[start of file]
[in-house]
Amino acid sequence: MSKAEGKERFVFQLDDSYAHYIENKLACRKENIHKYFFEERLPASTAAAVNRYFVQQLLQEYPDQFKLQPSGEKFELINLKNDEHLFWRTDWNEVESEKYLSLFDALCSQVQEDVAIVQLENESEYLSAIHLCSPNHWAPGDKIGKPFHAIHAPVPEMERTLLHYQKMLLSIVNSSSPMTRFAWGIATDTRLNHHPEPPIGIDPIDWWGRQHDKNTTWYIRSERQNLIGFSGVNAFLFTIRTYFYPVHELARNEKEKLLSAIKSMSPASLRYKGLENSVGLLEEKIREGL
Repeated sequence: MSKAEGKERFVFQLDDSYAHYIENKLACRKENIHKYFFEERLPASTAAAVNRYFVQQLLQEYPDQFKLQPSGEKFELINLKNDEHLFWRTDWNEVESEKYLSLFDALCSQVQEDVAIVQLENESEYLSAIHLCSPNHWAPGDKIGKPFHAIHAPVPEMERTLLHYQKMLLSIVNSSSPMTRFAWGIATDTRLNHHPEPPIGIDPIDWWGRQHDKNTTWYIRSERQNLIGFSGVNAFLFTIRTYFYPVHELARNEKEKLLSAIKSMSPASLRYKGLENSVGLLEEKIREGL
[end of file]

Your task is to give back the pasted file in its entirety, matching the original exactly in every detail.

[in-house]
Amino acid sequence: MSKAEGKERFVFQLDDSYAHYIENKLACRKENIHKYFFEERLPASTAAAVNRYFVQQLLQEYPDQFKLQPSGEKFELINLKNDEHLFWRTDWNEVESEKYLSLFDALCSQVQEDVAIVQLENESEYLSAIHLCSPNHWAPGDKIGKPFHAIHAPVPEMERTLLHYQKMLLSIVNSSSPMTRFAWGIATDTRLNHHPEPPIGIDPIDWWGRQHDKNTTWYIRSERQNLIGFSGVNAFLFTIRTYFYPVHELARNEKEKLLSAIKSMSPASLRYKGLENSVGLLEEKIREGL
Repeated sequence: MSKAEGKERFVFQLDDSYAHYIENKLACRKENIHKYFFEERLPASTAAAVNRYFVQQLLQEYPDQFKLQPSGEKFELINLKNDEHLFWRTDWNEVESEKYLSLFDALCSQVQEDVAIVQLENESEYLSAIHLCSPNHWAPGDKIGKPFHAIHAPVPEMERTLLHYQKMLLSIVNSSSPMTRFAWGIATDTRLNHHPEPPIGIDPIDWWGRQHDKNTTWYIRSERQNLIGFSGVNAFLFTIRTYFYPVHELARNEKEKLLSAIKSMSPASLRYKGLENSVGLLEEKIREGL